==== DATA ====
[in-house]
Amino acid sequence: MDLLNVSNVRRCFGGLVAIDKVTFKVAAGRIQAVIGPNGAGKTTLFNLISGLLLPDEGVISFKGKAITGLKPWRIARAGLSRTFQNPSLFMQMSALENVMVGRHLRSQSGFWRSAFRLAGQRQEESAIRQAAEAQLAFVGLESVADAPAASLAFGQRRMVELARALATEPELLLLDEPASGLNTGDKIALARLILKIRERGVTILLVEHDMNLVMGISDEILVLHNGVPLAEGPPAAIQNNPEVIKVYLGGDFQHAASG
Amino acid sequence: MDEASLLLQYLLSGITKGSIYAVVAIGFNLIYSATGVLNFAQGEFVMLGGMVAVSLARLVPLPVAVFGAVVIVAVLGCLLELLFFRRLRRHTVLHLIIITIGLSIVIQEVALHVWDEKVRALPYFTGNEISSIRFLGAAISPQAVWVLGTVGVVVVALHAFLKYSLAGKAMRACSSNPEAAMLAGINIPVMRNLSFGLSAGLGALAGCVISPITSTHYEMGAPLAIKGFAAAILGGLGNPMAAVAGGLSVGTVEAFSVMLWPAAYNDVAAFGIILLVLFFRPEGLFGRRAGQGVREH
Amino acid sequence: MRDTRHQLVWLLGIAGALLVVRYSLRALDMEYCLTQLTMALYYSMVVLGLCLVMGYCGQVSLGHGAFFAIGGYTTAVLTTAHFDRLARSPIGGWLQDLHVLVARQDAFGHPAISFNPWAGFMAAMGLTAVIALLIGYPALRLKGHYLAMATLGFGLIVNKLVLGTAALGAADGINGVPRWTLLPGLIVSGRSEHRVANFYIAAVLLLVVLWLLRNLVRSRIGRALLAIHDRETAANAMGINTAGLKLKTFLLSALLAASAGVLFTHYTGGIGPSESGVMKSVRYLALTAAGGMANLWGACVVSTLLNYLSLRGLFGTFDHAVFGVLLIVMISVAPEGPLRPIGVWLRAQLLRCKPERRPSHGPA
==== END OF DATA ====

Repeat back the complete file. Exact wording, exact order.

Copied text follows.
[in-house]
Amino acid sequence: MDLLNVSNVRRCFGGLVAIDKVTFKVAAGRIQAVIGPNGAGKTTLFNLISGLLLPDEGVISFKGKAITGLKPWRIARAGLSRTFQNPSLFMQMSALENVMVGRHLRSQSGFWRSAFRLAGQRQEESAIRQAAEAQLAFVGLESVADAPAASLAFGQRRMVELARALATEPELLLLDEPASGLNTGDKIALARLILKIRERGVTILLVEHDMNLVMGISDEILVLHNGVPLAEGPPAAIQNNPEVIKVYLGGDFQHAASG
Amino acid sequence: MDEASLLLQYLLSGITKGSIYAVVAIGFNLIYSATGVLNFAQGEFVMLGGMVAVSLARLVPLPVAVFGAVVIVAVLGCLLELLFFRRLRRHTVLHLIIITIGLSIVIQEVALHVWDEKVRALPYFTGNEISSIRFLGAAISPQAVWVLGTVGVVVVALHAFLKYSLAGKAMRACSSNPEAAMLAGINIPVMRNLSFGLSAGLGALAGCVISPITSTHYEMGAPLAIKGFAAAILGGLGNPMAAVAGGLSVGTVEAFSVMLWPAAYNDVAAFGIILLVLFFRPEGLFGRRAGQGVREH
Amino acid sequence: MRDTRHQLVWLLGIAGALLVVRYSLRALDMEYCLTQLTMALYYSMVVLGLCLVMGYCGQVSLGHGAFFAIGGYTTAVLTTAHFDRLARSPIGGWLQDLHVLVARQDAFGHPAISFNPWAGFMAAMGLTAVIALLIGYPALRLKGHYLAMATLGFGLIVNKLVLGTAALGAADGINGVPRWTLLPGLIVSGRSEHRVANFYIAAVLLLVVLWLLRNLVRSRIGRALLAIHDRETAANAMGINTAGLKLKTFLLSALLAASAGVLFTHYTGGIGPSESGVMKSVRYLALTAAGGMANLWGACVVSTLLNYLSLRGLFGTFDHAVFGVLLIVMISVAPEGPLRPIGVWLRAQLLRCKPERRPSHGPA